What I Wish my Youth Pastor Had Said – Part 2

The following post is from Laura Statesir, Director of Family and Youth at The Marin Foundation.

As more and more youth are coming out as LGBTQ or questioning at younger ages, Christian youth workers around the nation are faced with the question of, “How do I respond when a youth comes out to me?”

This is part two of a two-part post. The first post focused on the coming out moment. This post looks at the months/years after the youth comes out to you.

Below are some best practices and recommendations for Christian youth workers* who have LGBTQ and questioning youth in their church or Christian organization. Obviously each situation is different and every suggestion may not work for your unique group or denomination but remember that the stakes are high. Statistically LGBTQ youth commit suicide in higher numbers than heterosexual youth. LGBTQ youth also leave their faith in alarming numbers. If we err as Christian youth workers, let us err on the side of love.


Walking with your youth after they’ve come out:

One of the biggest mistakes that youth workers make after a youth comes out to them is to pretend it never happened. Yes, it’s uncomfortable. Yes, you’re busy and have a million other things to do. Yes, you may have no idea how to handle this situation. But whatever you do, don’t ignore it. Your silence sounds like rejection to a LGBTQ or questioning youth.

Continue to talk about and process this with the youth no matter how uncomfortable it makes you feel. Push through the awkwardness. Meet with them one on one on a regular basis if possible. Remember, most of the time a youth is just looking for someone to listen, not to solve all their problems.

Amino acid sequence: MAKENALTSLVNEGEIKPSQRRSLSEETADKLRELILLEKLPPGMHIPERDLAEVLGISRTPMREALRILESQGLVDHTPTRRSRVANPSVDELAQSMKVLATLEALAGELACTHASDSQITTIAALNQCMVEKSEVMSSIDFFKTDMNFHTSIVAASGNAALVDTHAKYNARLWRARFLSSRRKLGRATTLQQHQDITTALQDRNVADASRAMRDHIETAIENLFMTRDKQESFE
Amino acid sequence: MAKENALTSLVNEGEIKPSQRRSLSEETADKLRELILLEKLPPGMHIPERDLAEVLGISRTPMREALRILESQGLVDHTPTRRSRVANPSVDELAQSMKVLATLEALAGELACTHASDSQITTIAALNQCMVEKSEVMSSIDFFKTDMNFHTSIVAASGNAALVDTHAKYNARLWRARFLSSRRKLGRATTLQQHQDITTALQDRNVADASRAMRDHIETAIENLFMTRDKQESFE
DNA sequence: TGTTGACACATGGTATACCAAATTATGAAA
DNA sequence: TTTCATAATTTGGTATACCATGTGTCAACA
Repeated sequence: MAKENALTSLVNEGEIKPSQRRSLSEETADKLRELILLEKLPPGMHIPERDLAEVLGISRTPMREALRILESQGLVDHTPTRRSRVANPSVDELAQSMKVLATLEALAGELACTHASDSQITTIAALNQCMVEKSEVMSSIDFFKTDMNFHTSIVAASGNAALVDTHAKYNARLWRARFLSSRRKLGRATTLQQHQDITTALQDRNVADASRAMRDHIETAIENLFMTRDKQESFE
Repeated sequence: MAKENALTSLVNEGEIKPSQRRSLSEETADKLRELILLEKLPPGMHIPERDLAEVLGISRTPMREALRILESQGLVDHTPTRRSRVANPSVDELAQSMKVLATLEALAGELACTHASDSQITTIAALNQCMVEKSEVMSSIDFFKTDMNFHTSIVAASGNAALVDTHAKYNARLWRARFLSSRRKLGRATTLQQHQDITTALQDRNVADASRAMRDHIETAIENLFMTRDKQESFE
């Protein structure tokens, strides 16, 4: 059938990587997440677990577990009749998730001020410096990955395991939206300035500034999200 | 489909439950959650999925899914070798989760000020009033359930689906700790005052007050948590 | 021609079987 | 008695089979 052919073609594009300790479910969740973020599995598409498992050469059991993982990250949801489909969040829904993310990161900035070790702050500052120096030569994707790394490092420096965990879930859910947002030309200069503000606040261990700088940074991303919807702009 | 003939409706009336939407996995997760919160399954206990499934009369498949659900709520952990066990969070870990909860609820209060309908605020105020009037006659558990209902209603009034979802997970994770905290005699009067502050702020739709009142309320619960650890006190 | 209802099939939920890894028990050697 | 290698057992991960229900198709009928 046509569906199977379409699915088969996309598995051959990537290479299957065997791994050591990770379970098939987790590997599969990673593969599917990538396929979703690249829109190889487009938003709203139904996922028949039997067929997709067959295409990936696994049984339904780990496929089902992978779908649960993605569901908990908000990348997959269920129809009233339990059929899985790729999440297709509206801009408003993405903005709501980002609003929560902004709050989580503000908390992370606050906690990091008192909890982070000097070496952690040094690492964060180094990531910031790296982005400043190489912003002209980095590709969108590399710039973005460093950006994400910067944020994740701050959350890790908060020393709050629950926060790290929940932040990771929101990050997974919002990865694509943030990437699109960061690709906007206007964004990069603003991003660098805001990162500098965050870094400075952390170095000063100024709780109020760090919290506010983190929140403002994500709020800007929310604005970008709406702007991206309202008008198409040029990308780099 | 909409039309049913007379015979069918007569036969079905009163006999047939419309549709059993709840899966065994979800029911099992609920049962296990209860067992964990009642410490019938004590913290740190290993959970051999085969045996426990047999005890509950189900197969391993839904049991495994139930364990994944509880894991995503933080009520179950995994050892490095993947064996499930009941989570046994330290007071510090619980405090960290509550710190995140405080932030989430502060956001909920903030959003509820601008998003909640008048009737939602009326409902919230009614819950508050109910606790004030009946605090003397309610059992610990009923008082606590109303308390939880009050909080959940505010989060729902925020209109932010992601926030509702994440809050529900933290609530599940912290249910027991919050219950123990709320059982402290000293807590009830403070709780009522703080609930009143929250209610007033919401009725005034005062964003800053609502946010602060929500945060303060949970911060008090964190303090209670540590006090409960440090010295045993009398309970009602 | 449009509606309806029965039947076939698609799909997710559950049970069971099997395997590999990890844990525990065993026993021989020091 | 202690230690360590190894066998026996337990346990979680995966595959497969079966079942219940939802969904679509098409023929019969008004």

Encourage the youth in their faith.** To a lot of youth, a Christian youth worker is a reflection of Christ in their lives. They are watching your reactions to see how God feels about them. If you express unconditional love then they will know that God loves them unconditionally. If you express judgment or condemnation they will feel that God condemns them as well.

Educate yourself. Seek additional support and resources. Read the books and the blogs. Watch the videos. Talk to theologians and pastors on both sides of the conversation. Meet some other LGBTQ Christians and ask them about their experiences. [Remember to protect this youth’s privacy when talking with other folks.] Never stop learning. Seek God’s guidance as you consider voices from all sides of the issue.

Talk with this youth without having an agenda. Listen with an open heart and mind. Continue to ask good questions. Be slow to give advice or counsel pointing the youth in one direction or another. Don’t try to fix or change a youth. Don’t try to force them to be heterosexual. Focus instead on who God wants that youth to be. Remember that no one, not even you the trusty youth worker, can truly know the condition of someone else’s relationship with Jesus. Advise them to continue to seek out and search for God’s will in their lives. Don’t try to manipulate what they hear from God.

If the youth is interested, study various interpretations of the verses in the Bible that mention this topic together. Look at original language, context, and cultural cues. Use more than one commentary. Read books and blogs from conservative, moderate, and progression voices and discuss how God speaks to both of you through these.